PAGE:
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Official Stonewalling on Tianjin Explosions Sparks Outcry

Disaster Made Worse by Lack of Coordination and Public Information

While victims of the Tianjin explosions are still waiting to be told why their loved ones died or, how safe it is to go outside, officials remained evasive in the sixth press conference regarding the disaster.

In response to a question from a Caixin reporter, Gong Jiansheng, deputy head of the Publicity Department of Tianjin's party committee said he would do his best to find out who was in charge of leading search and rescue operations, at a press conference on August 16.

By August 17, the death toll from the deadly explosion which broke out at a chemical warehouse facility in Tianjin's Binhai New Area, rose to 114 people, 54 of whom have been identified.

Another 70 people remain missing, including 56 contract firefighters from the city's port authority, according to Gong.

He said 698 people have been hospitalized, with 37 in critical condition.

Among the 54 confirmed deaths are 23 contract firefighters from the Tianjin port authority, he said.

Authorities had for days not acknowledged the participation of the contract firefighters in disaster efforts as some media outlets and online commentators raised questions over their training.

Safety education for contract firefighters might not be as stringent as that of training for firefighters in brigades under the Ministry of Public Security, said people commenting online.

Citing relatives of the firefighters, Beijing Youth Daily said that most of the contract firefighters were actually migrant workers from Yuxian County in the neighboring Hebei Province who earn less than 2,000 yuan (US $313) a month.

Caixin reported earlier that the three units of contract firefighters all hired by Tianjin Port Authority, with about 25 firefighters in each unit, were among the first to rush to the site of the explosions, with some of them as young as 18-years-old on their first mission.

During a news conference on August 15, Tianjin fire chief Zhou Tian, told reporters he did not have information on casualties among the contract firefighters because he was not in charge of their operations.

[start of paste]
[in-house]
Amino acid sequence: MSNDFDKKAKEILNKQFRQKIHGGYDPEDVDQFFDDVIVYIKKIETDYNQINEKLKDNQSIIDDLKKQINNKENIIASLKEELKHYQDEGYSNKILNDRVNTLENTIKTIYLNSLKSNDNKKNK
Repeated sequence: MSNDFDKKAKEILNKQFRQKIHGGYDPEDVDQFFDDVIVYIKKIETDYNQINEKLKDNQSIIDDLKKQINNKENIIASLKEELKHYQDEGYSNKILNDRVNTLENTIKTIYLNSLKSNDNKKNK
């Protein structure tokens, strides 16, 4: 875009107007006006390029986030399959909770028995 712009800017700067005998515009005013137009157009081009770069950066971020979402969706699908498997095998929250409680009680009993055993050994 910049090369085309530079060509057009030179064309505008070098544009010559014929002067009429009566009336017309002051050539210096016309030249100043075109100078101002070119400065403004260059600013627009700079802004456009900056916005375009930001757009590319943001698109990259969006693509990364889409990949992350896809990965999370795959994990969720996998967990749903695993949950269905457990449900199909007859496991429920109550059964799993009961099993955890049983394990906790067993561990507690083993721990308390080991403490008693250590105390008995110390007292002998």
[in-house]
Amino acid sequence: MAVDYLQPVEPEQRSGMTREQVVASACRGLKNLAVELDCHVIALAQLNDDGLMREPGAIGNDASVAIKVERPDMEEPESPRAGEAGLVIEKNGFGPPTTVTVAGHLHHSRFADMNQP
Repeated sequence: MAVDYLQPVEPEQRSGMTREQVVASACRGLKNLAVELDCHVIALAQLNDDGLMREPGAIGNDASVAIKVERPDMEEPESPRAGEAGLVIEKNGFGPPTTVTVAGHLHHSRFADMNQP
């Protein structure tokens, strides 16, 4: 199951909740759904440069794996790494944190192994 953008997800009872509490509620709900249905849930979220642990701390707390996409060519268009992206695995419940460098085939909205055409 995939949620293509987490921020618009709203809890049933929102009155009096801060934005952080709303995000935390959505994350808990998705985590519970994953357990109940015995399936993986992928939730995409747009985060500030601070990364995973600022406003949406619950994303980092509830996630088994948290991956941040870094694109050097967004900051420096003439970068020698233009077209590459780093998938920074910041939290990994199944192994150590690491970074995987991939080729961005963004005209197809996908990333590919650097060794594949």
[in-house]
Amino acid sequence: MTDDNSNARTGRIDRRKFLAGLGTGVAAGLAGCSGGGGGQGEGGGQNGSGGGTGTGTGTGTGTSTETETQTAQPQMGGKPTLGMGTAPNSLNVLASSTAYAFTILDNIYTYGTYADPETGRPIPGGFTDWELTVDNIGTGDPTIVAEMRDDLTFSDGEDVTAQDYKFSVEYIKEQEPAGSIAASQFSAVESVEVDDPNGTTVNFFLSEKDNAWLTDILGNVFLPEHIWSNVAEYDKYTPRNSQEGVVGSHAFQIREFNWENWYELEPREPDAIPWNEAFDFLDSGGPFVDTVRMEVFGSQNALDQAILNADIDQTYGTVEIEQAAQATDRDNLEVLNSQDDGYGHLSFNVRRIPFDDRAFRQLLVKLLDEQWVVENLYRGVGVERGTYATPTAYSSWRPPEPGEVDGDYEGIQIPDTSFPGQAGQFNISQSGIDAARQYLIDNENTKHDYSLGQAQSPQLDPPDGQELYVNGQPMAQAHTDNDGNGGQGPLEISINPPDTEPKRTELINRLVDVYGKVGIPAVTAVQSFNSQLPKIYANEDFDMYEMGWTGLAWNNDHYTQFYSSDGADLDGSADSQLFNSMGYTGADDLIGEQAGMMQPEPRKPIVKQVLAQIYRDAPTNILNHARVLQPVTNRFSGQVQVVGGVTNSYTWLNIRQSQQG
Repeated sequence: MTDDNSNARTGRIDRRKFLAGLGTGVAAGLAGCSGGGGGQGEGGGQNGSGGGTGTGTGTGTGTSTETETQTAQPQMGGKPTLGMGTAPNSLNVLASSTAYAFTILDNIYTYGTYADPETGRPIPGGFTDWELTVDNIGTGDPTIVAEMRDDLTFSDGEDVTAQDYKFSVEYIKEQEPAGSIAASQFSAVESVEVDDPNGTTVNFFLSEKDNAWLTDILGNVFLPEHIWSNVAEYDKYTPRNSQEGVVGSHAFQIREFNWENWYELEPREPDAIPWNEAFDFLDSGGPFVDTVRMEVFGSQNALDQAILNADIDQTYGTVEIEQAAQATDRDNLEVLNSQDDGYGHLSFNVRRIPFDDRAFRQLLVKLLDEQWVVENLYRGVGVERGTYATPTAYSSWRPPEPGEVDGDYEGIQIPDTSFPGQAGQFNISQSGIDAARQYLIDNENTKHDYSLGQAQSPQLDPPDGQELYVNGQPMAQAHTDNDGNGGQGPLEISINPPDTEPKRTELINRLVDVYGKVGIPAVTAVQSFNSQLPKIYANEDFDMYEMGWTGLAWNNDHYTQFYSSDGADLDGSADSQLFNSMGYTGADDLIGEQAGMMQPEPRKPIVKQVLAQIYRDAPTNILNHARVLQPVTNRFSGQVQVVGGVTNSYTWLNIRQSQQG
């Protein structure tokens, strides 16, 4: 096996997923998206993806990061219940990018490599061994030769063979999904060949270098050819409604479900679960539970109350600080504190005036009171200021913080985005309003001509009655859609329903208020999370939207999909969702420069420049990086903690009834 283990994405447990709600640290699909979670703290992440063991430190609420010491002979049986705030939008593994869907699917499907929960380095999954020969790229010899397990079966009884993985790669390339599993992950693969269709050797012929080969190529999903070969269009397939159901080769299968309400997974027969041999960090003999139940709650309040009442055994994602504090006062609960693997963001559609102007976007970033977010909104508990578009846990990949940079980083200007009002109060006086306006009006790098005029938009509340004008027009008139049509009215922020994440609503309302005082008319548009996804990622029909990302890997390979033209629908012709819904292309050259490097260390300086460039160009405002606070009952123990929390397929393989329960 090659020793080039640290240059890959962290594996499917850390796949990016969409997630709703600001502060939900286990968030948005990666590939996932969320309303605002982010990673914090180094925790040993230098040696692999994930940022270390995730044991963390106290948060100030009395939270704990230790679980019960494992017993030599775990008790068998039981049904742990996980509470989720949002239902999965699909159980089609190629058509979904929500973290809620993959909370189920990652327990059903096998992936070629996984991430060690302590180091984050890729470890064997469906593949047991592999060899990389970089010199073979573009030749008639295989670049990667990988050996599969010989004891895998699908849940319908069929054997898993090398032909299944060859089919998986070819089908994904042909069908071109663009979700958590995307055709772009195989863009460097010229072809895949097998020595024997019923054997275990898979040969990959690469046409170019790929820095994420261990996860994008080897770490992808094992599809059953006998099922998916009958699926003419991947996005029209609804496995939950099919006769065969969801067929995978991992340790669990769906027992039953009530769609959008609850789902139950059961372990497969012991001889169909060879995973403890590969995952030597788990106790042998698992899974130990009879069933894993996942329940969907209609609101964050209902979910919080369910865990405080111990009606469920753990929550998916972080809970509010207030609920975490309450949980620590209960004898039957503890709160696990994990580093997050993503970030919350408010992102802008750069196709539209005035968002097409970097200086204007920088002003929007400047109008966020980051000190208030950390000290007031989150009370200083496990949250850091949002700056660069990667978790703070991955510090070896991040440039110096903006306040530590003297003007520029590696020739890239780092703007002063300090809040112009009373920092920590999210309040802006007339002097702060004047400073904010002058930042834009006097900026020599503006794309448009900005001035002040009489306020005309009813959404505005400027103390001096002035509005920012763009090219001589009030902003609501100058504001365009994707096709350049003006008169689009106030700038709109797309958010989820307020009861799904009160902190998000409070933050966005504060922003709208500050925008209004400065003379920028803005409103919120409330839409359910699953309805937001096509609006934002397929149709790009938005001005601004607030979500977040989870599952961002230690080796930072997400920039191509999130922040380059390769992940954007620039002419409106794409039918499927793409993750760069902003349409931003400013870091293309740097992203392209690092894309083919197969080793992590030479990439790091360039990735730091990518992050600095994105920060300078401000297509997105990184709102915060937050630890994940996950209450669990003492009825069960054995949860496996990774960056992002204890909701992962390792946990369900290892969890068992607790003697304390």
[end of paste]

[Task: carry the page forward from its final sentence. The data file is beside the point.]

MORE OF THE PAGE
Calls by some reporters to have officials from the city's port authority participate in ensuing news conferences have been ignored.

Since the first news conference on the explosion convened August 13, only a trickle of information on the disaster has been offered by authorities with scant disclosure on the exact types of chemicals housed or detected at the site.

The four officials presiding over the fifth press conference on August 15 remained silent when quizzed by reporters on why a warehouse storing hazardous chemicals could be situated so close to residential buildings.

At least three residential developments were built within one kilometer from the site of the explosions despite government regulations on protective zoning for the storage of hazardous materials.

He Shushan, a vice Tianjin mayor in charge of industrial safety and fire prevention, triggered media outrage in his absence at press conferences until his attendance at one on August 17.

Reporters and some observers were also angered by state-owned broadcaster China Central Television and local Tianjin TV when each live broadcast was cut off for each of the press conference as soon as the session moved to the questions and answers format.

"In an age of information technology and social media, such actions fail to contain discussion and instead, fuel public distrust," wrote Wei Yaoben, an analyst with a media watch unit of People's Daily.

In the first visit by a top-ranking official to the site, Premier Li Keqiang warned official media outlets on August 16 that inaccurate reporting would give rise to rumors.

Tianjin vice mayor He Shushan said most of the highly toxic chemical sodium cyanide is located in an area of some 100,000 square meters, or roughly 13 soccer pitches.

As rain is forecast to fall in Tianjin in the next three days, environmental protection authorities are rushing to erect barriers to contain the toxic chemicals, though it remains unclear how much has leaked.

Shi Luze, chief of staff of the Beijing Military Area Command on August 16 confirmed media reports that hundreds of tons of sodium cyanide were stored in the warehouse along with many dangerous chemicals and materials.

He said rescuers were using hydrogen peroxide to neutralize the toxins.